Roe deer: subtle colours and sharp points.
This is one from the archives; I’ve photographed many over the years. Some old, some young, and one playing you-cannot-see-me with a completely oblivious dog.
They’re a small species (admittedly, not small enough to hide behind grass that low), but full of surprises. Rutting in the summer, the only deer that has delayed implantation of the embryo, and locked in a strange relationship with the human species that has variously eradicated and reintroduced them. But the point of this post is that you don’t have to see roe to know what they’re up to. They’re one of my favourite species to track.
Their hoofprints are small and neat, and so are the bucks’ territorial markers. They push their heads against narrow trunks, rubbing off the bark and scraping at the base with their hooves.
Roe also create beds, of a sort. An experienced eye can easily pick out the bare oval patches on the woodland floor where a roe has scraped aside all leaves and twigs, and settled down for a rest. My trailcam has just caught this behaviour.
The brown blur on part of the lens is quite possibly a stray deer hair.
This buck rested for many minutes, closing his eyes as he chewed the cud. A moment of peace, but tracking goes both ways. For every deer we see, there must be many more who quietly watch us.
Everywhere in England is unlike everywhere else. That’s a gift in part from our absurdly complicated geology, crafted further by six millennia of rural activity. But even in a land of difference, the East Anglian peninsula stands out: sprawling, soaked, sandy and spacious.
Its heart is routinely under water. East of Norwich, a spider’s web of rivers and channels wind through reedbeds – windmills started turning there when Henry III was on the throne, but alder and willow have had wet feet for longer, and it is in their company that you might spot something very odd. Who left these lethal daggers in the marsh?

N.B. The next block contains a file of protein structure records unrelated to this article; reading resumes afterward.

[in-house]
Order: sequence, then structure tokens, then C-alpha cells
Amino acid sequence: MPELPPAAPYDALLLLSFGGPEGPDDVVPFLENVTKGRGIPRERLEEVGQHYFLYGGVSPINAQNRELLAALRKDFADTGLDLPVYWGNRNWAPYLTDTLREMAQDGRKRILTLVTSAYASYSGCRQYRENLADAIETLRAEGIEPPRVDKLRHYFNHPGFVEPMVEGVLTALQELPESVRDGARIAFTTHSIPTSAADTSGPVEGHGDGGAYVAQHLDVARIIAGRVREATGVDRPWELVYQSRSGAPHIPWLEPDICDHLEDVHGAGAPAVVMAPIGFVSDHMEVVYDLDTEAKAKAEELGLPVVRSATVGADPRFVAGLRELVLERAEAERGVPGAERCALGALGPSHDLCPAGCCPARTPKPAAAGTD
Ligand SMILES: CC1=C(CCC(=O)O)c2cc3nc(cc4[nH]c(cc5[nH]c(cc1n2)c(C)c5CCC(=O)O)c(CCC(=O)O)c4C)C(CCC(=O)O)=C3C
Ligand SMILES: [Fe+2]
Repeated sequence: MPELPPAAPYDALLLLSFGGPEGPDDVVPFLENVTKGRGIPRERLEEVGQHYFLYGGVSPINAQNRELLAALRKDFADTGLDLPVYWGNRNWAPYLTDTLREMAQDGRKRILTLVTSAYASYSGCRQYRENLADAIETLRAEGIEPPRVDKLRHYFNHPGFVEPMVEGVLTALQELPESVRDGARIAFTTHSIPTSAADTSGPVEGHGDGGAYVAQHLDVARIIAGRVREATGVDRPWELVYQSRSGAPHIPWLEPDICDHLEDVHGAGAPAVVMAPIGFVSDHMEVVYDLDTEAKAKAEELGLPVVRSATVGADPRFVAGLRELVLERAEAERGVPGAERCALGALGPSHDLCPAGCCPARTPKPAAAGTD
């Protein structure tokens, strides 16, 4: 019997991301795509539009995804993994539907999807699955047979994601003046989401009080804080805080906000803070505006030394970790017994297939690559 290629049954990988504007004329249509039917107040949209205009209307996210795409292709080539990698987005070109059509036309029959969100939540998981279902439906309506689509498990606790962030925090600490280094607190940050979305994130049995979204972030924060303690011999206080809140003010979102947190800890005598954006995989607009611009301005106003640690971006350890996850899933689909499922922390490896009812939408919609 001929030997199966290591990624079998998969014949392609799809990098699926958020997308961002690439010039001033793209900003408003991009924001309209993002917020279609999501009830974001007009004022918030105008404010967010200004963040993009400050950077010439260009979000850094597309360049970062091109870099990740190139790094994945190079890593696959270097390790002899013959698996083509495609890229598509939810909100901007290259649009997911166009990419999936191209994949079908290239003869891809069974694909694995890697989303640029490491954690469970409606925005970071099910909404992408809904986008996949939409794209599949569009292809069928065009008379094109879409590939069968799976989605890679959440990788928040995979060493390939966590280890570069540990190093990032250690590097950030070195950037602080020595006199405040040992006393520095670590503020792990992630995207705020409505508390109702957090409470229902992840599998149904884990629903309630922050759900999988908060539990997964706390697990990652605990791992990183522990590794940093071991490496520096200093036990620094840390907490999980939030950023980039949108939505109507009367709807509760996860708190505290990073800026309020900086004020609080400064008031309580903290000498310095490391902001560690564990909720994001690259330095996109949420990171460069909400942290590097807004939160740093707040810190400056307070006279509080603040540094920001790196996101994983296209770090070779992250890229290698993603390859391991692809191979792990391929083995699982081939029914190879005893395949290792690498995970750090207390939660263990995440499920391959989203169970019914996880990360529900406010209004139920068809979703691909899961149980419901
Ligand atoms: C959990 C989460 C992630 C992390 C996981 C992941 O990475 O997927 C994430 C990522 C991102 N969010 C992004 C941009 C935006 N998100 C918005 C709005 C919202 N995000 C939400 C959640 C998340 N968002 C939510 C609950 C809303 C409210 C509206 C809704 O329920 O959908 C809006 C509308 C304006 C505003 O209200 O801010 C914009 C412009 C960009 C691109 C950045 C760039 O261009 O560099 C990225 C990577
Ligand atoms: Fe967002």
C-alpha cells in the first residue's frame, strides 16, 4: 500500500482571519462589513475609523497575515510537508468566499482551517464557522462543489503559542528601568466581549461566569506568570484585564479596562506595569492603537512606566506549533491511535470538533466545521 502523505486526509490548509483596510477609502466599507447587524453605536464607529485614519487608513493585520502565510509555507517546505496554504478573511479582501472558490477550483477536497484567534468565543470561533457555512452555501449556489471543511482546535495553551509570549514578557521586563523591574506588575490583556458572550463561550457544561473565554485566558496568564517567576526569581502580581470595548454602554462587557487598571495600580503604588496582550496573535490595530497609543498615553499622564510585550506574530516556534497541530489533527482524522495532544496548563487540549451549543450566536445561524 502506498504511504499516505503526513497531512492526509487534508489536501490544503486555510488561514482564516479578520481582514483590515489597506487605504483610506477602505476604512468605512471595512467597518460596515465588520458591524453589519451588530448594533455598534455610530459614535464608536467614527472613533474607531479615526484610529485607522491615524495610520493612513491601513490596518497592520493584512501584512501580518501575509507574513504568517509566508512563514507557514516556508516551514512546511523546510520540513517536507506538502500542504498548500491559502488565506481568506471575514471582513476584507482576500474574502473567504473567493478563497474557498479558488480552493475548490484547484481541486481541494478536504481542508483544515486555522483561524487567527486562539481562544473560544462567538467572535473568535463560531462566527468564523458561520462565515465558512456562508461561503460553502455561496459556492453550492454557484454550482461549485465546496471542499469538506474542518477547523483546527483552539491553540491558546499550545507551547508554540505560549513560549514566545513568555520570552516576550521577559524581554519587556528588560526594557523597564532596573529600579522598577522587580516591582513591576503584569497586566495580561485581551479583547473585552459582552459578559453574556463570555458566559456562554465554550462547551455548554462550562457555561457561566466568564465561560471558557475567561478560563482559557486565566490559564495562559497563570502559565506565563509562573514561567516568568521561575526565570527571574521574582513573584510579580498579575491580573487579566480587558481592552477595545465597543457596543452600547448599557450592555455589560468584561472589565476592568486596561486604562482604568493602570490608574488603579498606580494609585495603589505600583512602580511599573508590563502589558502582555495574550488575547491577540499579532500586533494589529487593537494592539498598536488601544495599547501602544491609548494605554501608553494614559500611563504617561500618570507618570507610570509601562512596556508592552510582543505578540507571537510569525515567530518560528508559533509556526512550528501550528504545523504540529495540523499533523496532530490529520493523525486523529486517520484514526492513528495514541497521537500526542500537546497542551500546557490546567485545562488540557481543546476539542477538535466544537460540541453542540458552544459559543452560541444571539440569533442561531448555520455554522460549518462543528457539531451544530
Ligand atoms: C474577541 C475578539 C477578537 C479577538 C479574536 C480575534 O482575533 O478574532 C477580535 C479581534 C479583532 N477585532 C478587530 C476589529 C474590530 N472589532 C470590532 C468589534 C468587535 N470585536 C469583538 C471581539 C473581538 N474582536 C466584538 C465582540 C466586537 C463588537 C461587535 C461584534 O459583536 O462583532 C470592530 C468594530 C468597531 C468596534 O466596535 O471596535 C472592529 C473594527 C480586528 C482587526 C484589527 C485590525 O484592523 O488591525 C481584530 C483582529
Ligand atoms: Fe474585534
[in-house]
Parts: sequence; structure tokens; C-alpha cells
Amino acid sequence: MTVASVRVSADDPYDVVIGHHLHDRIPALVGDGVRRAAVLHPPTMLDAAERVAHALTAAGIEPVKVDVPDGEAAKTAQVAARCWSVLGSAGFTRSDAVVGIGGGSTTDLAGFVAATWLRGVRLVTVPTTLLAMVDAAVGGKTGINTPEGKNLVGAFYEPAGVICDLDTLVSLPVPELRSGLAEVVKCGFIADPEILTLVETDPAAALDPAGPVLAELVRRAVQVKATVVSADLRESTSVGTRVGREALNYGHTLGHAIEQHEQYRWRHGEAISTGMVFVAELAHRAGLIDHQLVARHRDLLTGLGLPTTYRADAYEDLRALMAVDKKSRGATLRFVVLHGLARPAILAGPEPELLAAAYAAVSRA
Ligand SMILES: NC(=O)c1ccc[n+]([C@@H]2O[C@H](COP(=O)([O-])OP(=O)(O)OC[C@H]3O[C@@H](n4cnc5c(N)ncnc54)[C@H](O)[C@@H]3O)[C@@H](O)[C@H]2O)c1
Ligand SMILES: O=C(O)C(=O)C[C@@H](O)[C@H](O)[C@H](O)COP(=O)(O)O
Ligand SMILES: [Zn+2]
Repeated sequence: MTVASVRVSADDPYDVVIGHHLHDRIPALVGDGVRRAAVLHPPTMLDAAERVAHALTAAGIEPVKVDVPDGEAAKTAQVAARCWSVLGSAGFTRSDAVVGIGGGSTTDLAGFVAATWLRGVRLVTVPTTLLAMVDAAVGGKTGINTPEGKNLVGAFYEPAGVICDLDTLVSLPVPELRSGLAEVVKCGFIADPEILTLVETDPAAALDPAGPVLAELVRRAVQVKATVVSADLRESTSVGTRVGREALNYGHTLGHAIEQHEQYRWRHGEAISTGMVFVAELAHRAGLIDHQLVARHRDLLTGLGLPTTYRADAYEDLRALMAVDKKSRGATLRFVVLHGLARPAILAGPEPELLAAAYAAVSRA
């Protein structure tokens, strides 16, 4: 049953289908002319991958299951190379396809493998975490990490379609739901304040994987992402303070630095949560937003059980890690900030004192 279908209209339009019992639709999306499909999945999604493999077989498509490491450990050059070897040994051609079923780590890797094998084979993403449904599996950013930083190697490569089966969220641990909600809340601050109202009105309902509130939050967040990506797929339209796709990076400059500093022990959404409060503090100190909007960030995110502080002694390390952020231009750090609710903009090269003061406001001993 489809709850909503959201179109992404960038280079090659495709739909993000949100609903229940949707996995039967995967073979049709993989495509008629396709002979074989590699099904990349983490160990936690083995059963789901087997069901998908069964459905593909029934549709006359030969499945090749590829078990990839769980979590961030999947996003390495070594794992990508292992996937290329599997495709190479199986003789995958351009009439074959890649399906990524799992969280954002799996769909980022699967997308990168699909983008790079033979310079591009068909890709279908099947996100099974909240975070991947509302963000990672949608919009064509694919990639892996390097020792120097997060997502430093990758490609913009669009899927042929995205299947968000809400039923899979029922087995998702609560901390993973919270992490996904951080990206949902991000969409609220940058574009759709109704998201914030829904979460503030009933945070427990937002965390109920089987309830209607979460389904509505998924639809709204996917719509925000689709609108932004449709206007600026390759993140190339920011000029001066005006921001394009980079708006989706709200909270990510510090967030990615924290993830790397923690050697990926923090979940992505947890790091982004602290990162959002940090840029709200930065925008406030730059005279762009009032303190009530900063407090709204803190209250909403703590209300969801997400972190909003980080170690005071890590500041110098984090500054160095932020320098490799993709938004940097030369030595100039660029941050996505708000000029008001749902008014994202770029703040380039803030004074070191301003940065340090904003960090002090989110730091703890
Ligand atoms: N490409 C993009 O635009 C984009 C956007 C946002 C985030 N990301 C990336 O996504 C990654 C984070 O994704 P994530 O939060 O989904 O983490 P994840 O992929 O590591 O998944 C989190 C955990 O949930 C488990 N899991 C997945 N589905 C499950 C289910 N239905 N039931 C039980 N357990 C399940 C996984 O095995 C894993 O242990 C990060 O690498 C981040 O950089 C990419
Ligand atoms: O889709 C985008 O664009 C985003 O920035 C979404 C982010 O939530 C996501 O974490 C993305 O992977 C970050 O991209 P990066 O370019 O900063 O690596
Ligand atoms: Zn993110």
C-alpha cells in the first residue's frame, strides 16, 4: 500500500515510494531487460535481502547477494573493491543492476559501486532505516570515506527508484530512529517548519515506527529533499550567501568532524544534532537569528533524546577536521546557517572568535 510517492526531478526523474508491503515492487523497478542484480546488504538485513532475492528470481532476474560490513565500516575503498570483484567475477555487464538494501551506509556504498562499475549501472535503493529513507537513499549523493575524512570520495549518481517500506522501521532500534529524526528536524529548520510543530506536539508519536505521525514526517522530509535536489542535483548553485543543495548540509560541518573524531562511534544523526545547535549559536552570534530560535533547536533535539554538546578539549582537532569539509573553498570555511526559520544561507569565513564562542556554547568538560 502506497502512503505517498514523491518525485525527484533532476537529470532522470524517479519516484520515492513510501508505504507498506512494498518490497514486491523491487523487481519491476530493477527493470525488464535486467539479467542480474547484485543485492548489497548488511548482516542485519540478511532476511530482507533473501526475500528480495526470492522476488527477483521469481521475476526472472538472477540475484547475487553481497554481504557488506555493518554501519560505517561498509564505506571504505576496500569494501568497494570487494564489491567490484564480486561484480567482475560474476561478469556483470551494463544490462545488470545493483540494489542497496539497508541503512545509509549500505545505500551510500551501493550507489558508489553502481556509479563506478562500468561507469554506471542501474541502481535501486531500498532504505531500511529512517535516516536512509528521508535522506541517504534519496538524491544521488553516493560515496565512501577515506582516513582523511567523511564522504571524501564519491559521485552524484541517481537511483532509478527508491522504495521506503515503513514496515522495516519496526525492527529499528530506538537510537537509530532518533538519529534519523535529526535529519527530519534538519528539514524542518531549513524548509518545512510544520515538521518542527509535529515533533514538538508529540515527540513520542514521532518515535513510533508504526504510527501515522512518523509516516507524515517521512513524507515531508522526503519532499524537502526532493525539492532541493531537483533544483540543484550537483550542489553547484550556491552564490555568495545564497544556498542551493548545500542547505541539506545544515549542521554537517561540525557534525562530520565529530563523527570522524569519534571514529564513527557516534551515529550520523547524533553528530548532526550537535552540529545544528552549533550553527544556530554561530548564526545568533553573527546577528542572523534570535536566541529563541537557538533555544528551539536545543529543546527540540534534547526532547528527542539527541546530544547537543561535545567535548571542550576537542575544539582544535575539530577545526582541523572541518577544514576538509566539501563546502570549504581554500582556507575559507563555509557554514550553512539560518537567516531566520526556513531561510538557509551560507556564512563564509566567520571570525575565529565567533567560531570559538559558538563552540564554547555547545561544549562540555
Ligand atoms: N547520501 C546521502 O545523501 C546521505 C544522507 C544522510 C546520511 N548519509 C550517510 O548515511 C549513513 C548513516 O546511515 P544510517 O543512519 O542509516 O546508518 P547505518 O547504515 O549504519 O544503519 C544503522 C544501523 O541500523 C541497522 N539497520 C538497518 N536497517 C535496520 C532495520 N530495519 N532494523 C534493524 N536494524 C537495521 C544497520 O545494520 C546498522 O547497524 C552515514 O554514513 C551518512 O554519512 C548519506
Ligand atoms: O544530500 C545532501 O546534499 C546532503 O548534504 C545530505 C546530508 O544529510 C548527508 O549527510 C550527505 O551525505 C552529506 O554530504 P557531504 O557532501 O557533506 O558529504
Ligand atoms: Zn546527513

Or tusks, technically. Their owner is not a big cat, although it’s easy to imagine hikers stumbling across one of these monstrous canines and fearing that Norfolk is home to a relic population of cave lions. They actually belong to a rather cuddly-looking deer.
Water deer are England’s mystery mammals. Few people have heard of them, and they’re not easy to approach.
This is a heavy crop, but you can just see the tusks.
They have humans in their history. We only have two surviving native deer – the red and the roe. Water deer hail from China and Korea, but have been present in the UK for a century or so. While releasing non-native species into a different ecosystem half way across the globe is generally a very bad idea, not so in this case. Water deer are now vulnerable in their homeland, so the British population is important to their survival. Unlike introduced sika deer, they do not cause any ecological problems in the UK.
And they keep wading through the reedbeds, learning the marshes, watching their neighbours go about their own business.
And the skies keep tripping over themselves.